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The Great Revolt (Indian Mutiny) of 1857 came as a surprise to the British, but not to the Indians and it altered forever the relationship between the two. To what extent do you agree with this statement?

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´╗┐QUESTION: ?The Great Revolt (Indian Mutiny) of 1857 came as a surprise to the British, but not to the Indians and it altered forever the relationship between the two?. To what extent do you agree with this statement? Causes and consequences EFFECT ON RELATIONSHIP Though classified under many names, The Mutiny of 1857 had distinct causes, which could not be altered. It was a rebellion by the sepoys as well as the general public in a ?First War towards Independence?. The revolt did not take place overnight but had mustered over many years of suffering and injustice towards the Indian population by the British. For the British, such a grand scale mutiny must have come as a surprise, but to say that some form of an uprising wasn?t anticipated would be wrong. The revolt greatly altered the relationship between the two communities and was a prominent lead up to the rise in nationalism in India. The Revolt began as unrest among the sepoys. ?A proclamation issued at Delhi indicates the immediate cause: ?It is well known that in these days all the English have entertained these evil designs- first, to destroy the religion of the whole Hindustani Army and then to make the people by compulsion Christians?? [Bipan Chandra]. There was increasing discrimination in the army as the English started to acclaim a more superior status. ...read more.


This angered the intellects who left betrayed. Orthodox Hindus and Muslims also believed that the British were imposing on their religion and culture. This can be seen with the ban of the Sati practice in 1829. Christian missionaries were allowed to spread their ideas on religion, which the Indians suspected was British funded. Furthermore, provinces like ?Oudh were such rich and historic parts of India that their seizures were seen as a cultural insult.? The nobles too suffered from the British rule. They lost all their power and wealth leaving them impoverished and insulted. Moreover, as most people today, the thought of foreign rule was insulting to the locals. They didn?t want to be humiliated by the British whose arrogance was increasing day by day. Additionally, the relentless exploitation of goods by the British unsettled the tribal men. Taxes were imposed upon them and Christian missionaries were sent in an attempt to ?civilize? them. Economic exploitation in the form of moneylenders and middlemen too came about, which further reduced their independence. Land was also restricted in forests, which led to major problems as they relied on shifting cultivation. Thus, it can be seen that it was not one cause but many factors scattered throughout India that led to the Mutiny Of 1857. As seen above, there were a variety of factors spread over the years that led up to the mutiny. ...read more.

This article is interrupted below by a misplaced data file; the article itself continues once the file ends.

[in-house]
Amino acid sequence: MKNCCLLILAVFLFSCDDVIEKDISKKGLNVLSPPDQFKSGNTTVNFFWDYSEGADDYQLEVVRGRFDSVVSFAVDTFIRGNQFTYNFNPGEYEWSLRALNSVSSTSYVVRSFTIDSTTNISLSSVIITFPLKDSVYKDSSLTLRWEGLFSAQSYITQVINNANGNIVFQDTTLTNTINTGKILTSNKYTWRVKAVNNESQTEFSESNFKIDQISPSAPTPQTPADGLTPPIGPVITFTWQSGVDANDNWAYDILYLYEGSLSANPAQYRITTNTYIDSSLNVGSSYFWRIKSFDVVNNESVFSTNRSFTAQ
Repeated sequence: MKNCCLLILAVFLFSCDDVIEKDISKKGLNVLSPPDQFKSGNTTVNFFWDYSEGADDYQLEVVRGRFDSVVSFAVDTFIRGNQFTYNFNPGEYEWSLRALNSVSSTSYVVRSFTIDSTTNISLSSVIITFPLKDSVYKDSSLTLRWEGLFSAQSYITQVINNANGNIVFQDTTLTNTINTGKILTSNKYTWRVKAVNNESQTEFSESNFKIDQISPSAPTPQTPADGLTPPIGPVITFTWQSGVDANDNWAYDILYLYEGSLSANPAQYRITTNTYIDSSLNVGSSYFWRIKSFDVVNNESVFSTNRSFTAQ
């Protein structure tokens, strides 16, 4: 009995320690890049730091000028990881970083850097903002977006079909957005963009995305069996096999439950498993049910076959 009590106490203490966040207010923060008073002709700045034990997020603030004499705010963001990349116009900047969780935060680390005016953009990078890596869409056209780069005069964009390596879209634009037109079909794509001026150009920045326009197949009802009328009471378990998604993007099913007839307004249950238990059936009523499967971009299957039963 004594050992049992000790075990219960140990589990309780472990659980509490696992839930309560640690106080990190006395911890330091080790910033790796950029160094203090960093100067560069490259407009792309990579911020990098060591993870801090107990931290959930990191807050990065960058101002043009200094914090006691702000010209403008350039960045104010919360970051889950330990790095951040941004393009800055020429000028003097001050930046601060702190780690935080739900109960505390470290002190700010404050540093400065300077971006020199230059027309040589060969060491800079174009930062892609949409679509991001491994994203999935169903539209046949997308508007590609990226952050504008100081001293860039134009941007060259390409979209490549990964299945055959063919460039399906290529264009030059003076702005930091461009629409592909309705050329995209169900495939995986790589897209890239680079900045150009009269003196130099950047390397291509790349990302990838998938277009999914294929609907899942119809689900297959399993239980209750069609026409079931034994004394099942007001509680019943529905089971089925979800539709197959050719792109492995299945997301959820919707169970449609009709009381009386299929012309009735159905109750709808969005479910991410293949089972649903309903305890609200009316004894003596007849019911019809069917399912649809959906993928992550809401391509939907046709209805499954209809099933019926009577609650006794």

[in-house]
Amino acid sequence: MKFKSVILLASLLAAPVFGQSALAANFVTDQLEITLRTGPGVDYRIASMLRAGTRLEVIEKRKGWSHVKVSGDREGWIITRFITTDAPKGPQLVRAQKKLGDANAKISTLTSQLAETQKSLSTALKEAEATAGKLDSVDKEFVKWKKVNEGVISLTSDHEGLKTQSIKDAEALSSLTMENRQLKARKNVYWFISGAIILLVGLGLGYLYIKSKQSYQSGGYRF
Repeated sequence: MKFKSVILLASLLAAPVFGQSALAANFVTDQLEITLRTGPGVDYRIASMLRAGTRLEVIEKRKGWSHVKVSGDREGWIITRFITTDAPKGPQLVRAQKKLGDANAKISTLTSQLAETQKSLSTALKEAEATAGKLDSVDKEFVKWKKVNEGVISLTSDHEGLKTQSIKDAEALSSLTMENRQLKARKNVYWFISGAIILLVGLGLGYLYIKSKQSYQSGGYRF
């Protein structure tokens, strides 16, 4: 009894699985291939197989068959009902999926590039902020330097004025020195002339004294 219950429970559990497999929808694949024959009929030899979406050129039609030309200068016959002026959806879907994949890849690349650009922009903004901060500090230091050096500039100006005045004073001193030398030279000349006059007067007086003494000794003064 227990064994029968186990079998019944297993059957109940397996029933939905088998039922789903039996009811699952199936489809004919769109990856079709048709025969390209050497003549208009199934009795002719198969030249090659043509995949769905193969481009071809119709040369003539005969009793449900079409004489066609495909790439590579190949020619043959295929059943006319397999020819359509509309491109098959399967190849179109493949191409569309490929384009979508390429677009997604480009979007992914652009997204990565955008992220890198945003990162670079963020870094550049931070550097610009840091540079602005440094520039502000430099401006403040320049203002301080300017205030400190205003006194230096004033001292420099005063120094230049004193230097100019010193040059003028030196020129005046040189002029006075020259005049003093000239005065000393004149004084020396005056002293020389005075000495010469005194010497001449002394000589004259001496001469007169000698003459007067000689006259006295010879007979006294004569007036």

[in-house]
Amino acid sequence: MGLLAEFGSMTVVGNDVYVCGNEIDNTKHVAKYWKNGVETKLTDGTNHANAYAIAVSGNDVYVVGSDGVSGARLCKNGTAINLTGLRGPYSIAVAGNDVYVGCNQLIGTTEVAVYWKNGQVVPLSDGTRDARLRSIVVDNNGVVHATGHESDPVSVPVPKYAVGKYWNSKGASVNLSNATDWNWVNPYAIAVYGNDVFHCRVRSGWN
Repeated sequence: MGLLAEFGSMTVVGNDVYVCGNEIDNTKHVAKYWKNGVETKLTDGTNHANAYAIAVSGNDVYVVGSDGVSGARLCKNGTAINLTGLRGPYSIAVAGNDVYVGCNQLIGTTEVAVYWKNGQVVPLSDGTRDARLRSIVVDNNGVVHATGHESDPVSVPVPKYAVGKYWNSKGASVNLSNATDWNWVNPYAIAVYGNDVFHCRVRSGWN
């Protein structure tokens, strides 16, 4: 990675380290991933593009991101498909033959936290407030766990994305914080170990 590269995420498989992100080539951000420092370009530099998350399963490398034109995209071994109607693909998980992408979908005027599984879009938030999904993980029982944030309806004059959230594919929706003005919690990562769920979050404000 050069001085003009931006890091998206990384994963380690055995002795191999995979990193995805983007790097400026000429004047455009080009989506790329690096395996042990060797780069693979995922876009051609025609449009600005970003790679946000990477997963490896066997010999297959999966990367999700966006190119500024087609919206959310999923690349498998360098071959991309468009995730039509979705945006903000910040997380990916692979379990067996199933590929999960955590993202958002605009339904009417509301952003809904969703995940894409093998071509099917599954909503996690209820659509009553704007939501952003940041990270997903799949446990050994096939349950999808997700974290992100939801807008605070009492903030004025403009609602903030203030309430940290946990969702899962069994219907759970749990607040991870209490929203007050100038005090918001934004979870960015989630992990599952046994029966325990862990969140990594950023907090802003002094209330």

The British had an unfair advantage and so the legislative was mostly foreign run. Economically, things had also worsened. The taxation system was revamped and income tax was imposed. The situation of the Indians aggravated and sadly for the British, their relationship with them in addition deteriorated. There was a decline in the court culture as there was a loss of patronage. This meant that courtesans and musicians found their livelihoods destroyed. Unemployment was steeped and the memories of the mughal culture were being erased. The Revolt of 1857 was a great mark on the history of India where bravery, independence and determination was at show. ??Theirs was a rationality derived both from feudal pre-capitalist ethos and? emerging capitalism under colonialism.? It can be classified as a turning point in the Indian society where a phase of realisation was emerging. As said in the quote, the Great Mutiny was of no surprise to the Indians, however, it was also of no surprise to the British. The hostilities had been simmering over for many preceding years and the revolt was inevitable. Though it turned out to be unsuccessful, it clearly defined a new phase in the British-Indian relationship. The prejudicial actions of the British were irrational and insensitive to the sore Indian sentiments. Not only did they make things worse but they also gave new reason to the Indians to continue their struggle for independence on a grander scale. ...read more.

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